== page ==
Basic Foods

During the convenience-driven, newfangled-food frenzy of the past half-century, many nourishing essentials like bone broths, legumes, root vegetables, and sprouted grains all but disappeared from American plates. Now they’re coming back — and starting a contemporary legacy of their own.

Beets and Their Greens

For a while there, it looked like homemade mashed potatoes would become a lost art. After all, why on earth would you do all that scrubbing, peeling, boiling and mashing when you could just buy the dehydrated flakes in a box, add a little hot water and whip it all together with a fork in 30 seconds flat?

Well, if you’ve ever compared the flavor, texture and nutritional value of the box-derived mush to the real thing, you know the answer. Some tradeoffs, frankly, just aren’t worth it. And in recent years, we’ve been discovering that many of the swaps proffered by the newfangled-food marketplace weren’t such great deals after all.

From trans fats to refined flour, from frozen fish sticks to canned peas, from fat-free fats to low-carb carbs – it seems like every time the food industry giveth (in terms of speed, convenience and shelf life, for example) something equally or more important (like nutrition, flavor and satisfaction) gets taken away. That’s because the same processes that render many commercial foods fast, convenient, uniform, novel and cheap also tend to strip essential components from or add compromising ingredients to the mix.

But it’s not all the food industry’s fault. In our eagerness to streamline our lives and reduce the amount of time spent at the market and in the kitchen, we’ve done more than a little culinary compromising ourselves. We’ve done a lot more opening of cans and boxes, a lot less puttering with cutting boards and crock pots. More assembling, less real cooking. It’s made life easier, perhaps, but it’s also tended to make our meals less wholesome, our bodies less well nourished. And it’s sucked more than a little of the soul out of our kitchens.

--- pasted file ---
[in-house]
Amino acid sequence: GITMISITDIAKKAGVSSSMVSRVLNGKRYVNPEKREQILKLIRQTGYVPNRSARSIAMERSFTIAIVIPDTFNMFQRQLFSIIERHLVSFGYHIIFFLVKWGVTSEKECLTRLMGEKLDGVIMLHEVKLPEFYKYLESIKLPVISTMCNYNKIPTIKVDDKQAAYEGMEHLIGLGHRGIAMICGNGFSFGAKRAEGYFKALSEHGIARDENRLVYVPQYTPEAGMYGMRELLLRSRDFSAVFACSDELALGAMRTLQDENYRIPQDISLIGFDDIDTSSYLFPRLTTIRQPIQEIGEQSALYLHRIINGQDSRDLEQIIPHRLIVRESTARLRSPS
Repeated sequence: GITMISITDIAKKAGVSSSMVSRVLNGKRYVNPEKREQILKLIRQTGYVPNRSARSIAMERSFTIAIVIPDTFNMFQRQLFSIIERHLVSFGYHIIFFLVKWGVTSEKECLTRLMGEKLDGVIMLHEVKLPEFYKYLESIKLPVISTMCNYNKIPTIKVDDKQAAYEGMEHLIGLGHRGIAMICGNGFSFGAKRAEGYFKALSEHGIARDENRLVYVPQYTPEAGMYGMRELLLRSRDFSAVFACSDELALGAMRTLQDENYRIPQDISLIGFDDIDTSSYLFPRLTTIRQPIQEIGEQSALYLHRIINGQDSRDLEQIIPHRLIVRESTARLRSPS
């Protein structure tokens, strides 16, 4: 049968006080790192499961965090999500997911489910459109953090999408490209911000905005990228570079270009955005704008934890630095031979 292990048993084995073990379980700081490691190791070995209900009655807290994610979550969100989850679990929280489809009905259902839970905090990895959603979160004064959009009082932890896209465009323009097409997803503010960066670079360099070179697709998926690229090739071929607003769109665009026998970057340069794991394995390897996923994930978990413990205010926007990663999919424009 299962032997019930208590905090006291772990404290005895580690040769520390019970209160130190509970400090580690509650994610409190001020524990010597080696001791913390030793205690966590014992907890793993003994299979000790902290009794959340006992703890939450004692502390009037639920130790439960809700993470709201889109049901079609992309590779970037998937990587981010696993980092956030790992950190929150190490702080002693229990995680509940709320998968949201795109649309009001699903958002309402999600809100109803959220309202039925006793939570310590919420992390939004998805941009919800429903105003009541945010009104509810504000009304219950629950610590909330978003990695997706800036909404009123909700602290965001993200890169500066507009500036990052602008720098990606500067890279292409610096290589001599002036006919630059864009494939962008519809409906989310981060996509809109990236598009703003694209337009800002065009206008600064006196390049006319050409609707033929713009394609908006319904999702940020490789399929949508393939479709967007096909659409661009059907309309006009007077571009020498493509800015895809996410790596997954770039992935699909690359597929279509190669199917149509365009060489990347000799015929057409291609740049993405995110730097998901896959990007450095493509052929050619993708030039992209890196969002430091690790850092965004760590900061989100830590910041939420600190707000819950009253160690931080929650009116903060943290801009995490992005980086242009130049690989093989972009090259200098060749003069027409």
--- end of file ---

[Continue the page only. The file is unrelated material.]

In recent years, though, more consumers have been getting wise to the fact that when foods are premixed, prebaked, dehydrated, rehydrated, reflavored and otherwise overly messed with, they lose something in the translation. Many of these same consumers are realizing that all the diet foods and supplements in the world can’t make up for what’s lost when well-prepared whole foods start vanishing from our plates.

Some of these individuals are digging back into food history, retracing their grandmothers’ and great-grandmothers’ steps to a time when substantial, deeply nourishing foods – traditional staples like homemade bone broths, root vegetables and sprouted grains – were daily sustenance, not lost arts. They’re relearning methods and reclaiming ingredients that were fading fast from modern kitchens.

Meanwhile, many of the world’s leading chefs, health experts and traditional-foods advocates are celebrating the return of delicious and nutritious dishes that were too long absent from North American tables.

Body-Building Broths

Broth is the original power drink and home remedy, used by athletes, nurses and grandmothers for centuries to restore strength, comfort sensitive stomachs and boost the body’s immunity. Many of us still reach for a bowl of soup when we feel a cold coming on, after a particularly hard day or when we’re feeling blue.

But is there anything more in that hot bowl of goodness than just flavor and steam? Modern research tells us that there is, and it comes down to two essential components: gelatin and minerals.

Broths are made by extracting flavor and nutrients from whole foods – primarily vegetables and animal parts – by cooking them for long periods in water. While vegetable broths contain plenty of water-soluble vitamins, bone-based broths have an added benefit: Making a broth from animal bones draws out minerals like calcium, magnesium, phosphorous, sodium, potassium and sulfur, as well as the protein collagen (which becomes gelatin once extracted). These minerals are stored in the broth in a form your body can easily absorb, explains nutrition researcher Sally Fallon in her book Nourishing Traditions (New Trends, 2000), which includes how-to chapters on the preparation of broths and stocks, as well as chapters on sprouted grains and many other traditional foods.

Once we understand what the minerals in broth do, it’s easy to understand the calming, regenerative effect of a bowl of soup. Both calcium and magnesium help our nerves conduct information properly, and calcium keeps our hormones and our moods in balance. Sodium, which regulates water in our bodies, and potassium, which promotes metabolism, both help our bodies adapt to stress.